Heat Treating Knives

Before heat treating you want to normalize your blade to remove any stresses that may have appeared in forging. You normalize your blade by brining it up to non-magnetic and letting it air cool. Some people do this 3 times just to be sure that all the crystals have become the same size and that the blade is fairly soft. I'm not sure I can tell the difference between one cycle and three so do what you are comfortable with.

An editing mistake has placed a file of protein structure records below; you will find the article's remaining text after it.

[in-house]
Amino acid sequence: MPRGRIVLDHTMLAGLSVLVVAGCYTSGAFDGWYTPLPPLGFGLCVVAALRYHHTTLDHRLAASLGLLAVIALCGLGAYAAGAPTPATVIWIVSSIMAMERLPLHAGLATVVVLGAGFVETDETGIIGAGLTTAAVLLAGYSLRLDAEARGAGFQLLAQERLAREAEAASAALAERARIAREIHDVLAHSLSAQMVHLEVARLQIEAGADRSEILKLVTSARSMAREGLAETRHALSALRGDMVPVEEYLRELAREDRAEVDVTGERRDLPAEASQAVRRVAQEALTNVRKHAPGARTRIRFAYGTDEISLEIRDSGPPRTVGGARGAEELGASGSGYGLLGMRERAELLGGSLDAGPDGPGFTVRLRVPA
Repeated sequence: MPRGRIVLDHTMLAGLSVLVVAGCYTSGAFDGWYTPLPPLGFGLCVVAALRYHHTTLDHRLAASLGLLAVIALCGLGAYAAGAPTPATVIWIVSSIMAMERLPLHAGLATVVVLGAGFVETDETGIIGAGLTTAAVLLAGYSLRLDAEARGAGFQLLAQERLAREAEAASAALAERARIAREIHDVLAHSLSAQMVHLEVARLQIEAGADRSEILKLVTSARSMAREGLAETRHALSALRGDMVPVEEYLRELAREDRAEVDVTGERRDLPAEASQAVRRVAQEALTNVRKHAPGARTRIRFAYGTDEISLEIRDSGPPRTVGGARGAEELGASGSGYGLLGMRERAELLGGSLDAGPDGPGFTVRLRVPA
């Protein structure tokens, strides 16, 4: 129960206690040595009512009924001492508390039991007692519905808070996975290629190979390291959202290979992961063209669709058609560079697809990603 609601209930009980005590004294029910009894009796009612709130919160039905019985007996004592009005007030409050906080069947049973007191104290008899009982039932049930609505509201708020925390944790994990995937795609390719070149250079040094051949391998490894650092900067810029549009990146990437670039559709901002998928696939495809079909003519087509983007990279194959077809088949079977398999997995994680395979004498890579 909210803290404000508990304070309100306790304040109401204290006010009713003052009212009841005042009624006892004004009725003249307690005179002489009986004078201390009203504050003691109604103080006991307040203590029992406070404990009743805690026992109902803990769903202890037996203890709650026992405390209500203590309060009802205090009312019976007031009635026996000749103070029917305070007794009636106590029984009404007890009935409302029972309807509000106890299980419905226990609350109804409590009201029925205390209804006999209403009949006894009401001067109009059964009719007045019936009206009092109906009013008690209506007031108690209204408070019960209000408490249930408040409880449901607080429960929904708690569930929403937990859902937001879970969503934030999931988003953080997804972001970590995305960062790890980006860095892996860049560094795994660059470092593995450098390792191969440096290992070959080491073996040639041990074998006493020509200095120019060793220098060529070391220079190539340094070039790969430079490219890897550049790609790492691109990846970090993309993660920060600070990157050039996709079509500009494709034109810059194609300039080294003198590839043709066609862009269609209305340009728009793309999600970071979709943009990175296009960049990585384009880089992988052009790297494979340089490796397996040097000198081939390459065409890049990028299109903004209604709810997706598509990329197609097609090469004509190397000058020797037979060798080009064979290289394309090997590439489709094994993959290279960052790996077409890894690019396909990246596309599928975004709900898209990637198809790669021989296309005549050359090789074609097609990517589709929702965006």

Heat treating is a 2 step process. The first is hardening and the second is tempering. Start with a normalized blade (heated to non magnetic and air cooled.) Heat the blade until its non magnetic. Test with a telescopic pen magnet if it doesn't stick it's ready to go. Then quench it in motor oil, canola oil, olive oil whatever works  which should been pre heated to about 125 degrees Fahrenheit. If it's single edged then quenching it in a pan edge first would be best if it's double edged or 2 long for a pan then quenching it tip first will be fine. (I usually just plunge it all the way into the oil tip first. Do not wave or stir the blade in the oil as this can cause warping. I let the blade air cool I have known others who will water quench it after the oil quench. After that clean the baked on oil off of the blade then you can draw temper. The use of the blade depends on how hard you want the edge. You can do a differential temper by feathering a torch along the back of the blade until the edge turns light straw colored this is the hardest an edge can be with out over stressing the steel. The colors are straw, light yellow, yellow, light brown, dark brown, red, purple, blue, gunmetal gray. Straw is the hardest and Gunmetal gray is the softest and ideal for the back of the blade. If this is going to be a chopping/camp knife I would use a light brown for the edge. If it's going to be doing a lot of slicing like a kitchen knife then straw is fine for the edge. You can also put it in the oven for about 2 hours at 425 to get a straw. The colors start changing about every 10 degrees if I recall. I have the temp to color list someplace and will look it up and post it if it is useful to anyone. You should use the oven draw for double edged blades.